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#1 2012-10-19 14:56:04

genericname
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Probability Distribution question

Hi, I am a little confused about this problem:

An urn contains four balls numbered 1,2,3 and 4. If two balls are drawn from the urn at random (that is, each pair has the same chance if being selected) and Z is the sum of the numbers on the two balls drawn, find:

a) the probability distribution of Z


What I got for the answer was:

Urn= {1,2,3,4}
Z= {3,4,5,6,7}

p(3) = 1/4        //(1 way to get 3)
p(4) = 1/4       //(1 way to get 4)
p(5) = 1/2       //(2 ways to get 5)
p(6) = 1/4      //(1 way to get 6)
p(7) = 1/4      //(1 way to get 7)

Is this was the question was asking for? I wasn't quite sure. Though I think my answer is wrong because aren't they supposed to add up to 1?

 

#2 2012-10-19 16:12:07

bobbym
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Re: Probability Distribution question

Hi;

Though I think my answer is wrong because aren't they supposed to add up to 1?

I would like them very much to add up to one.

I get

2 ways to make a 3. ( 1 , 2 )and ( 2 , 1 ).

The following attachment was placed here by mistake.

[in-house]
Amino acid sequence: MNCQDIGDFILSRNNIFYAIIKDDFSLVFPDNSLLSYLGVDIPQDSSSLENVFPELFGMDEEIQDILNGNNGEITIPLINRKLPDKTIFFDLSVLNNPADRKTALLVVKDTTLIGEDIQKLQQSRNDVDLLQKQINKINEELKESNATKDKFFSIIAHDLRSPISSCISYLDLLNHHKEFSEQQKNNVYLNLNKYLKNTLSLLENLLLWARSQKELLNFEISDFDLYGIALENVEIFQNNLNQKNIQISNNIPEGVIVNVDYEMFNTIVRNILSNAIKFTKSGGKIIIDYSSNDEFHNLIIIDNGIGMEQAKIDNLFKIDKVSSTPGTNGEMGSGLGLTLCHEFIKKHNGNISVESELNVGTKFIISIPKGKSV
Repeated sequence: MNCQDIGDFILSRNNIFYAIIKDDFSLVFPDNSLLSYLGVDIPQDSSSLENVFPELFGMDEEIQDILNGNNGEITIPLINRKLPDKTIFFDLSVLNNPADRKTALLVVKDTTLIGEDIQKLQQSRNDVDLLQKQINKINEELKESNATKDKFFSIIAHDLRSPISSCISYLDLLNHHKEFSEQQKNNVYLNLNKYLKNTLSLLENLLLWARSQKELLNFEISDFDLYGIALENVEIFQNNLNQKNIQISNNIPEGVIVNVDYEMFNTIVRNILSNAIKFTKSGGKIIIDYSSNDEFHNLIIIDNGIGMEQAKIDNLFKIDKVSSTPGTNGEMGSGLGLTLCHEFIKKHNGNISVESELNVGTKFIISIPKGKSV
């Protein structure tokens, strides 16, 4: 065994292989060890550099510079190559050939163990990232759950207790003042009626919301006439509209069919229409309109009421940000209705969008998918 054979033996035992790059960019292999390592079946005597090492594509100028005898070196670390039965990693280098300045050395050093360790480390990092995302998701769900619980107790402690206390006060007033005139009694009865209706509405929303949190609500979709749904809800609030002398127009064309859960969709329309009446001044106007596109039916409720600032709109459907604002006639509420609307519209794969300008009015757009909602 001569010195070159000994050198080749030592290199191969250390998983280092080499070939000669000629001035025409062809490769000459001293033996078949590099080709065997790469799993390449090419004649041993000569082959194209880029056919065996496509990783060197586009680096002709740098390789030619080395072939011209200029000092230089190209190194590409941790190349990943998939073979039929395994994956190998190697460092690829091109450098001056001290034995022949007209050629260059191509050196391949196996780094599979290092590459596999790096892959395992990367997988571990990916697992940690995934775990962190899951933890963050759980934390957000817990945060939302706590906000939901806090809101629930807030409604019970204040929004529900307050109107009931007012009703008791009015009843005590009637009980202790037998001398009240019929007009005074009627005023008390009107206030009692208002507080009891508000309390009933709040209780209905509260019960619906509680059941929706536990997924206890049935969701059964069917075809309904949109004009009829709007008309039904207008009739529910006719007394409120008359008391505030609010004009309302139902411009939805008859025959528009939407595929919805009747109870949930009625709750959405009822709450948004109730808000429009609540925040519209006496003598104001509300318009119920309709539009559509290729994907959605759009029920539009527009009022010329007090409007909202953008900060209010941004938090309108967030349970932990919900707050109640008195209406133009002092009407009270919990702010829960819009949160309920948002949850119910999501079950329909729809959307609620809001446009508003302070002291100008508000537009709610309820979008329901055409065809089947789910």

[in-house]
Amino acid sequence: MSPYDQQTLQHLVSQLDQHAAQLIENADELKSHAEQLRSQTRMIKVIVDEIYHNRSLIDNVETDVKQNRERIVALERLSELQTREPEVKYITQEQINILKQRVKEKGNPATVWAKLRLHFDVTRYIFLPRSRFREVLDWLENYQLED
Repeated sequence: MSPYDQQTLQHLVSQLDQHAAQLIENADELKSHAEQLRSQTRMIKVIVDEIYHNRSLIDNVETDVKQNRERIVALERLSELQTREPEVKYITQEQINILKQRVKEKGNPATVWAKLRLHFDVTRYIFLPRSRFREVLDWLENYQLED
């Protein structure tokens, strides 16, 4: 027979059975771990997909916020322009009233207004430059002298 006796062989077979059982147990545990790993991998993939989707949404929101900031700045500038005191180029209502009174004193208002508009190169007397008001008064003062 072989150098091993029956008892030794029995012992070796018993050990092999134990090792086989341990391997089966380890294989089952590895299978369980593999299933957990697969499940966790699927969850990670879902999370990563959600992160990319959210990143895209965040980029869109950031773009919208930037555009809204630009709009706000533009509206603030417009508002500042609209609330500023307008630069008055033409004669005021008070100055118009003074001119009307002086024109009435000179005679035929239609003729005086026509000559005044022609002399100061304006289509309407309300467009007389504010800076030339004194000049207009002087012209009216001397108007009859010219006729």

2 ways to make a 4. ( 1 , 3 )and ( 3 , 1 ).

4 ways to make a 5. ( 1 , 4 ),( 4, 1 ) and ( 2 , 3 )( 3 , 2 )

2 ways to make a 6. ( 2 , 4 )and ( 4 , 2 ).

2 ways to make a 7 ( 3 , 4 )and ( 4 , 3 ).

Can you finish now?


In mathematics, you don't understand things. You just get used to them.
I have the result, but I do not yet know how to get it.
All physicists, and a good many quite respectable mathematicians are contemptuous about proof.
 

#3 2012-10-19 18:33:43

bob bundy
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Re: Probability Distribution question

hi genericname,

Have a look at my table below.

There are 12 possible outcomes so your probabilities should be /12

Bob


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You cannot teach a man anything;  you can only help him find it within himself..........Galileo Galilei
 

#4 2012-10-20 08:13:57

genericname
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Re: Probability Distribution question

Oh, didn't know you can count them twice like that. Thank you for the replies.

 

#5 2012-10-20 08:35:09

bob bundy
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Re: Probability Distribution question

It's because  you could draw a 1 followed by a 2 and also draw a 2 followed by a 1.

So you have to count both possibilities.

Bob


You cannot teach a man anything;  you can only help him find it within himself..........Galileo Galilei
 

#6 2012-10-20 10:35:49

bobbym
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Re: Probability Distribution question

Hi genericname;

You could have also counted them with order not counting as you did. As long as you are consistent.


In mathematics, you don't understand things. You just get used to them.
I have the result, but I do not yet know how to get it.
All physicists, and a good many quite respectable mathematicians are contemptuous about proof.
 

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